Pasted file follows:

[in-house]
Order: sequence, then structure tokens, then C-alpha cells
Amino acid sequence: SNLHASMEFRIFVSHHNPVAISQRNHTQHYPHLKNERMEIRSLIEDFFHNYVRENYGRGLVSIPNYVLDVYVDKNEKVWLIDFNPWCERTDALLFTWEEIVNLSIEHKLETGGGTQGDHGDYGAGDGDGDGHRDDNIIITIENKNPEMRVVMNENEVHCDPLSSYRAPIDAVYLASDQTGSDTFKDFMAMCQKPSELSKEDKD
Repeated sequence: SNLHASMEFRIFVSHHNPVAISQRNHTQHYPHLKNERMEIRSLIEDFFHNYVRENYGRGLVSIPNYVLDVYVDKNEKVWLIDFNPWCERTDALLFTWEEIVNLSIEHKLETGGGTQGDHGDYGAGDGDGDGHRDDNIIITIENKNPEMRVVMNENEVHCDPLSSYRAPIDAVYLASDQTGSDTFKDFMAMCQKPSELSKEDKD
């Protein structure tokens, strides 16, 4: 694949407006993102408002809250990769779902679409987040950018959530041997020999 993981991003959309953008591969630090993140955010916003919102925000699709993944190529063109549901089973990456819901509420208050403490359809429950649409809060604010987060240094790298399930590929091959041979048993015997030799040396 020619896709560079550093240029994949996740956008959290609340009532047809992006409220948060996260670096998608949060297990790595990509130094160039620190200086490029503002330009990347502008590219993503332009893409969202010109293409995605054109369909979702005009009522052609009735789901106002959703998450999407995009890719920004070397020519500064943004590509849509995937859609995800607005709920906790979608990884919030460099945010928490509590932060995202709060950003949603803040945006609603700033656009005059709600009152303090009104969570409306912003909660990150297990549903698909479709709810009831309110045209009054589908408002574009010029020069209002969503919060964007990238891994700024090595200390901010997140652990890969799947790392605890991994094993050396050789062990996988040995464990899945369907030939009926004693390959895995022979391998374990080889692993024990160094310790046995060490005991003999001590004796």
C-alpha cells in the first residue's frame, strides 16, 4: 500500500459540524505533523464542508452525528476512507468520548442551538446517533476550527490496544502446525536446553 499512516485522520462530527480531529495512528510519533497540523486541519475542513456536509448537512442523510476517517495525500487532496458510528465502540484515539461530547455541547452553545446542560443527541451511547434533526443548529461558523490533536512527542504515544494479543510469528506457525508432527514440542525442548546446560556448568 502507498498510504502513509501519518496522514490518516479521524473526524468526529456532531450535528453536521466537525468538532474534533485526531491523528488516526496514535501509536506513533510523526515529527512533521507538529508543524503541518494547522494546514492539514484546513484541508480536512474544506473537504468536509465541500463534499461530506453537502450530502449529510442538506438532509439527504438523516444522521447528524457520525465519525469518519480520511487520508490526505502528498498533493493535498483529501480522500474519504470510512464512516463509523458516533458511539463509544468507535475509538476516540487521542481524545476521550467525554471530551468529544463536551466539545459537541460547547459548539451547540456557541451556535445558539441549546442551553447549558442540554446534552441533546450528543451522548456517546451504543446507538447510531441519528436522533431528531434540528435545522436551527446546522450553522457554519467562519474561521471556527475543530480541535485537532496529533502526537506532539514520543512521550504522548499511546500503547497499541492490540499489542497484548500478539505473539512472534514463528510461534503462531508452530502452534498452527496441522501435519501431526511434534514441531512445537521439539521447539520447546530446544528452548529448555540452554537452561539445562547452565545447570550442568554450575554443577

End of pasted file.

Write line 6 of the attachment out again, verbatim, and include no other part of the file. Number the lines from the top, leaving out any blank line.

C-alpha cells in the first residue's frame, strides 16, 4: 500500500459540524505533523464542508452525528476512507468520548442551538446517533476550527490496544502446525536446553 499512516485522520462530527480531529495512528510519533497540523486541519475542513456536509448537512442523510476517517495525500487532496458510528465502540484515539461530547455541547452553545446542560443527541451511547434533526443548529461558523490533536512527542504515544494479543510469528506457525508432527514440542525442548546446560556448568 502507498498510504502513509501519518496522514490518516479521524473526524468526529456532531450535528453536521466537525468538532474534533485526531491523528488516526496514535501509536506513533510523526515529527512533521507538529508543524503541518494547522494546514492539514484546513484541508480536512474544506473537504468536509465541500463534499461530506453537502450530502449529510442538506438532509439527504438523516444522521447528524457520525465519525469518519480520511487520508490526505502528498498533493493535498483529501480522500474519504470510512464512516463509523458516533458511539463509544468507535475509538476516540487521542481524545476521550467525554471530551468529544463536551466539545459537541460547547459548539451547540456557541451556535445558539441549546442551553447549558442540554446534552441533546450528543451522548456517546451504543446507538447510531441519528436522533431528531434540528435545522436551527446546522450553522457554519467562519474561521471556527475543530480541535485537532496529533502526537506532539514520543512521550504522548499511546500503547497499541492490540499489542497484548500478539505473539512472534514463528510461534503462531508452530502452534498452527496441522501435519501431526511434534514441531512445537521439539521447539520447546530446544528452548529448555540452554537452561539445562547452565545447570550442568554450575554443577